The intrigue around black holes is something that fascinates every space enthusiast. The physics behind it has troubled scientists for decades. These mysterious space elements are known as powerful cosmic engines because they provide the energy for quasars and active galactic nuclei. We may be discussing the magnetic field of black holes, but black holes don’t have a magnetic field of their own. The dense plasma that surrounds the black hole as an accretion disk is what results in a magnetic field around these black holes. When observing galaxy 1ES 1927+654, which is situated 239 million light-years away, scientists observed an abrupt change in the brightness around the galaxy’s massive black hole.
This has been attributed to the sudden change in the black hole’s magnetic field. While stars are known for magnetic reversal, that’s not believed to be the case with black holes. Our Sun reverses its magnetic field every 11 years. But a black hole is supposed to be more stable in this regard.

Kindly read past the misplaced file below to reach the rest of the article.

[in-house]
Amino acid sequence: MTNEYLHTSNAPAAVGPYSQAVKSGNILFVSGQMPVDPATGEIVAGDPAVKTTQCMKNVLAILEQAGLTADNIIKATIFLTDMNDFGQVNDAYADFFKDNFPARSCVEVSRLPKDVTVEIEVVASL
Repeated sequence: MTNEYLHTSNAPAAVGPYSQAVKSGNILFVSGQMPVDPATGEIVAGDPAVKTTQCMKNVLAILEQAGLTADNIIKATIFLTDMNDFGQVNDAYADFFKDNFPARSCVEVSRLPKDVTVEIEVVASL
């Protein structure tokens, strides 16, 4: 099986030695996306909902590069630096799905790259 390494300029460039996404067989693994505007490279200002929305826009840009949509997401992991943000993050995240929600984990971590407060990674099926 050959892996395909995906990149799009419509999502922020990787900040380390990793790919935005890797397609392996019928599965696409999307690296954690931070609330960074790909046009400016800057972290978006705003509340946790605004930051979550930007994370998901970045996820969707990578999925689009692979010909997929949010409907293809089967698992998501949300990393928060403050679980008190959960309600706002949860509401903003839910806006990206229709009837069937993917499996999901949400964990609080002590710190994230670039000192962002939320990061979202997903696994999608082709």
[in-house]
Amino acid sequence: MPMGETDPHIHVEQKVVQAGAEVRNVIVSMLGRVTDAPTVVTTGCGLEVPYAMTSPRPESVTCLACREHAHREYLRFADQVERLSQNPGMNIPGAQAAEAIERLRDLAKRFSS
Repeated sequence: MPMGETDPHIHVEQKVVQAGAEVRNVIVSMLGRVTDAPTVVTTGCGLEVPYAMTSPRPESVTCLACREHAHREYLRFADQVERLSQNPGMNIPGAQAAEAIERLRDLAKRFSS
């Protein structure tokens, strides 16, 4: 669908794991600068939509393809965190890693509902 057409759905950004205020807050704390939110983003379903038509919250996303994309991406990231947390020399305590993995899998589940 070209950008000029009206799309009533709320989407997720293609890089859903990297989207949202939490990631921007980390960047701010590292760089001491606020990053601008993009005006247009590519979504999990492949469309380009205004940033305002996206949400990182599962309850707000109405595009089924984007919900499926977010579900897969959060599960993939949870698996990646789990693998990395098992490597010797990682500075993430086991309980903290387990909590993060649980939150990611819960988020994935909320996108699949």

A black hole’s plasma swirls and the charged particles in it generate electrical current along with a magnetic field. The direction of the plasma flow does not change spontaneously. Hence, a black hole’s magnetic field is believed to be quite stable. But this latest observation about the magnetic reversal of a black hole has baffled scientists.
A report in Science Alert stated that scientists observed this galaxy in 2018 through an automated sky survey. Scientists observed that the galaxy had brightened 100 times in visible light. The Swift Observatory captured its glow in X-rays and ultraviolet to look beyond visible light range. Data from archival observations showed that the galaxy had started to brighten towards the end of 2017.
Initially, scientists believed that the increased brightness was caused by a star passing by the galaxy’s black hole. But this event would have caused a disruption that would rip the star apart. As this was not the case, scientists continued with their research of the galactic flare.
After studying the changes in the full spectrum of light, scientists discovered an abrupt drop in X-rays. X-rays are the result of spiralling charged particles within an intense magnetic field. This change in X-rays pointed to a sudden change in the magnetic field.
The researchers suggest that as a black hole accretion disk undergoes a magnetic reversal, the magnetic field weakens at the outer edges of the disk. After the reversal is complete, the disk returns to its original state.